- Attend one-week training in Granby, Colorado (travel provided).
- Work out of remote USFS locations, residing in USFS housing.
- Coordinate meetings with USFS resource specialists and line officers to gather information regarding wilderness character.
- Research, compile,and analyze legislative and administrative historical data per wilderness area.
- Travel to and into wilderness areas.
- Select indicators relevant for each wilderness area to monitor wilderness character over time.
- Compile and analyze data for selected monitoring indicators and complete a baseline assessment for wilderness character monitoring.
- Implement inventory and monitoring strategies for tracking wilderness character.
- Write a wilderness character baseline assessment for each wilderness area worked in.
- Participate in weekly conference calls.
- Set and meet benchmarks and deadlines for data collection, meetings, and draft and final reports.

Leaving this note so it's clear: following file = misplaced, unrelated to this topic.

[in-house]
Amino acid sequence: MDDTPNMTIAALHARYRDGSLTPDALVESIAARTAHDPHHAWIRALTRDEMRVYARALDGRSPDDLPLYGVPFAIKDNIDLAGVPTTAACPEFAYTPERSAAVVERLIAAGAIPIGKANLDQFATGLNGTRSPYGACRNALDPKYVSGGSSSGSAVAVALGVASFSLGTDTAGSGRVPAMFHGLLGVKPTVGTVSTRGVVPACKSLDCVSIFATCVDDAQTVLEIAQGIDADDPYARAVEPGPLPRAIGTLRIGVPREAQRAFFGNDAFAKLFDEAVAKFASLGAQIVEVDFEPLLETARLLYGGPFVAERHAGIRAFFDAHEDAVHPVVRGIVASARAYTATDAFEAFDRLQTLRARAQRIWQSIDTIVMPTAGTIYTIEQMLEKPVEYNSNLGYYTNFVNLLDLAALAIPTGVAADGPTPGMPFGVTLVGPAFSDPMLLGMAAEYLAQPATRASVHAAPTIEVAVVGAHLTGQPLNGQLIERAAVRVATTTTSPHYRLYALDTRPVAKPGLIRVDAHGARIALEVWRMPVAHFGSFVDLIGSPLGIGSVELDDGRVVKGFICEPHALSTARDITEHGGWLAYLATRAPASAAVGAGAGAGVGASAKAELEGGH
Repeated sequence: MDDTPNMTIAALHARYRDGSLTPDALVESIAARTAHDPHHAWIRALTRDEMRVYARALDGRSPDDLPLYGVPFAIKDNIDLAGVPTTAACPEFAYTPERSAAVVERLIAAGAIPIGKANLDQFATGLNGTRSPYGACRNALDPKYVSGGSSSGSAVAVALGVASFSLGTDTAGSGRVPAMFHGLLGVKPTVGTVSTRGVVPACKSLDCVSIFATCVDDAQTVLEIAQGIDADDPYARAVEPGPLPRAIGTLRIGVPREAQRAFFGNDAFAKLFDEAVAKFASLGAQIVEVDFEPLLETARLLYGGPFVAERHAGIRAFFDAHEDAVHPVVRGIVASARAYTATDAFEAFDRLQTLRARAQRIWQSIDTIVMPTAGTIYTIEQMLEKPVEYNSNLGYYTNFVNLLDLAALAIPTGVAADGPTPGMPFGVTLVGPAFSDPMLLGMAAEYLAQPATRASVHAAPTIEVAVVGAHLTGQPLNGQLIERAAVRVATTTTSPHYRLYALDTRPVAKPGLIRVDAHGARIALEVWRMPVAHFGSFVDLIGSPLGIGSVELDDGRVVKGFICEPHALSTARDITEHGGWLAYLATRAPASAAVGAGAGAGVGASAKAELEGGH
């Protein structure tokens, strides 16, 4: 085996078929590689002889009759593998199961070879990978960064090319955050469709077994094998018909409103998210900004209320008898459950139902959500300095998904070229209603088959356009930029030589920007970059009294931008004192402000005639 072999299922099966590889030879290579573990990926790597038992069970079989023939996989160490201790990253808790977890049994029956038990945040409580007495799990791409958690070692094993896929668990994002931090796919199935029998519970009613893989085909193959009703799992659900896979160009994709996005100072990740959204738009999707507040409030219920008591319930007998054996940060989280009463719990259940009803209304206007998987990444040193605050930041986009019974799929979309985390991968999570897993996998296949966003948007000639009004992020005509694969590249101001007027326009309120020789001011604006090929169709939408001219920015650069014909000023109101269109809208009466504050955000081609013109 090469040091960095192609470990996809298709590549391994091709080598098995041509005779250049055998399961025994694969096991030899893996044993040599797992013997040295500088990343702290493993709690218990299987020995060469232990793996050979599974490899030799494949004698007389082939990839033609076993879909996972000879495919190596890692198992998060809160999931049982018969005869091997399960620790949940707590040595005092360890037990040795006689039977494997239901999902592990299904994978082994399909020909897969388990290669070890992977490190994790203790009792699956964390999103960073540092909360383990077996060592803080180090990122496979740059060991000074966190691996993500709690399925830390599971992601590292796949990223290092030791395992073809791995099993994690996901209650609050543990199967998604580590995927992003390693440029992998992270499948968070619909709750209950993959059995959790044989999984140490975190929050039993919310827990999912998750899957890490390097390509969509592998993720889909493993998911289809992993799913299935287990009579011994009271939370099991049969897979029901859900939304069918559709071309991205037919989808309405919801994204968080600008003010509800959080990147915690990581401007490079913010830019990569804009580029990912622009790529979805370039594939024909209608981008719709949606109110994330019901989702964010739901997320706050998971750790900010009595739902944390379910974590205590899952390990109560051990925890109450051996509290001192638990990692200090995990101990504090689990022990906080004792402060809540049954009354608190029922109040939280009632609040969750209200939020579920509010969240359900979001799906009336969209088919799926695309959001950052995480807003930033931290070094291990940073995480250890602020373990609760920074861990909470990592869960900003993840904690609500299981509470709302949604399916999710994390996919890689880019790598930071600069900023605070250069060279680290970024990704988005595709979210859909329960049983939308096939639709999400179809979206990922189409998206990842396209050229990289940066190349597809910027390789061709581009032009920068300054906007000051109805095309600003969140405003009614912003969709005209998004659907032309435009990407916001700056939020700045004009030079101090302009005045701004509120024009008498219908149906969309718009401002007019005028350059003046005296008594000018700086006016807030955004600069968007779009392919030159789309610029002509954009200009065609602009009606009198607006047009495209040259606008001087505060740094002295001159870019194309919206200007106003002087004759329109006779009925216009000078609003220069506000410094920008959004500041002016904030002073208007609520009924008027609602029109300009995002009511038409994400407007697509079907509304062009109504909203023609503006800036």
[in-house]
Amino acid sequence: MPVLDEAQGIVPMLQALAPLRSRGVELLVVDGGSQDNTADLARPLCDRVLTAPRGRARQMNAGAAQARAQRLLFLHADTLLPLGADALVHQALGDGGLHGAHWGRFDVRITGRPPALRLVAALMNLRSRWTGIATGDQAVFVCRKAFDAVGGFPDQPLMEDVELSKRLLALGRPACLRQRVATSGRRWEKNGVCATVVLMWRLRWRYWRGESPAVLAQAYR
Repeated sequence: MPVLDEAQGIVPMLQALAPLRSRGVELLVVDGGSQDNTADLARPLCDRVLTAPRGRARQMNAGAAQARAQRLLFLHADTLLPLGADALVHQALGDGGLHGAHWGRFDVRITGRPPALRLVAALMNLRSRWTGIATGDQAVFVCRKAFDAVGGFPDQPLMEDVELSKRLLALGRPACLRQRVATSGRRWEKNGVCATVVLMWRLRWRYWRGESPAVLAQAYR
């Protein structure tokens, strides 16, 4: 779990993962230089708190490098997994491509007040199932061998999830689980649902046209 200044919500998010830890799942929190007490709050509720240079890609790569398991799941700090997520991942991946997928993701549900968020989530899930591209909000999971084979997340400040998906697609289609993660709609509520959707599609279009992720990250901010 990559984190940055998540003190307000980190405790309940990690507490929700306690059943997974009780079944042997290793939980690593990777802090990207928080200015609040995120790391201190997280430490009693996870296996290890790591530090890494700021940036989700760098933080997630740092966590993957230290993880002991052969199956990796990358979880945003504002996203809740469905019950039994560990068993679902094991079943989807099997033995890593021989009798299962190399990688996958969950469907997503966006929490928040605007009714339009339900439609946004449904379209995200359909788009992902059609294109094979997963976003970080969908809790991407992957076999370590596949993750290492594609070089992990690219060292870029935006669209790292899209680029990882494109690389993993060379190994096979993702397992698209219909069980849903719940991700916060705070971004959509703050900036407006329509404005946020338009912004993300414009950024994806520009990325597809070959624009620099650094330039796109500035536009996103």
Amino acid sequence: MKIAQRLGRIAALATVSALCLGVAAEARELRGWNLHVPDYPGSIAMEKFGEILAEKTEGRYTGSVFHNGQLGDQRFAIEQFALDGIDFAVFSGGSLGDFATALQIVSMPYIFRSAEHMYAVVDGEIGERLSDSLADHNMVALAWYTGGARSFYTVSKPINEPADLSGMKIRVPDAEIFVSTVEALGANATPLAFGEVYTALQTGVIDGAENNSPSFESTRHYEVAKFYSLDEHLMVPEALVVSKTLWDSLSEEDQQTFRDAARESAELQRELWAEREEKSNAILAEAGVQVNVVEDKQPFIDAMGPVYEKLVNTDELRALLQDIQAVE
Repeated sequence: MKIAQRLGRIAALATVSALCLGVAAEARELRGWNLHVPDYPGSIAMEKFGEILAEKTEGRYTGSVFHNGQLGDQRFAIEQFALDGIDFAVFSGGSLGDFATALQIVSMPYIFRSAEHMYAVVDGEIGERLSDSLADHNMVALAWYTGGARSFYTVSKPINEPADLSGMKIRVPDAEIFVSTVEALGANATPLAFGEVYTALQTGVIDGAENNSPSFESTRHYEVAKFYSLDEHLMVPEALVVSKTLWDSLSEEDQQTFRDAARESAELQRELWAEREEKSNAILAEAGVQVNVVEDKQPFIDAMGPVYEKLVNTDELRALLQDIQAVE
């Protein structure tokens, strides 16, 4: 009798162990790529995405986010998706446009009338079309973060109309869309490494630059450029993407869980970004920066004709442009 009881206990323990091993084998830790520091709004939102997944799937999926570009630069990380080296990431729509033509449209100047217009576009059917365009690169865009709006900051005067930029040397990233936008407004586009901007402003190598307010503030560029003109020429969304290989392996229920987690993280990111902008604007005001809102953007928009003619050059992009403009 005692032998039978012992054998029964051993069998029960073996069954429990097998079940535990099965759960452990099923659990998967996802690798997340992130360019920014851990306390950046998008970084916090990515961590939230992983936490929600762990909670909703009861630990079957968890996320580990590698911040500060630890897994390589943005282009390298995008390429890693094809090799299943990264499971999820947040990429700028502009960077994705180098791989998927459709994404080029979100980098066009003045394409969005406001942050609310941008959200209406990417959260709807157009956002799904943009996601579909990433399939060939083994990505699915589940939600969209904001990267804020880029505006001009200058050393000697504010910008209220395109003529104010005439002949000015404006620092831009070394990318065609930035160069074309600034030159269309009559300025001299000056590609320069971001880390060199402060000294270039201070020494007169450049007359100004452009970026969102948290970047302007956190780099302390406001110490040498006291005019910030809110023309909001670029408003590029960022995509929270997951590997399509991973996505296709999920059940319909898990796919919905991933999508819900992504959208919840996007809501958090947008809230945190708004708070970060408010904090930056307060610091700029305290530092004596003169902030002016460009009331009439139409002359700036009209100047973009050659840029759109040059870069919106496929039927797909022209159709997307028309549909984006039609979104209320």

Locations: 11 positions are available, located in the following: Medicine Bow Route and Arapaho-Roosevelt National Forests, CO; Tonto National Forest, AZ (2 positions); Humboldt-Toiyabe National Forest, NV (2 positions); Lake Tahoe Basin Management Unit, CA; Siuslaw National Forest, OR; Okanogan-Wenatchee and Mt. Baker-Snoqualmie National Forests, WA (2 positions); Tongass National Forest, AK (2 positions)
Duration: May 18, 2020 – November 6, 2020 (Tongass National Forest positions will start in March)
Speaker: Keith Porter, Research Professor, Civil, Environmental, and Architectural Engineering, University of Colorado Boulder
Webinar Description: This webinar will explore the social challenges to implementing...
Sponsored by the Oak Woodlands & Forests Fire Consortium
The incidence and emergence of tick-borne diseases has increased dramatically in the past several decades. Thus, the need to identify practical, effective ways of reducing tick-borne...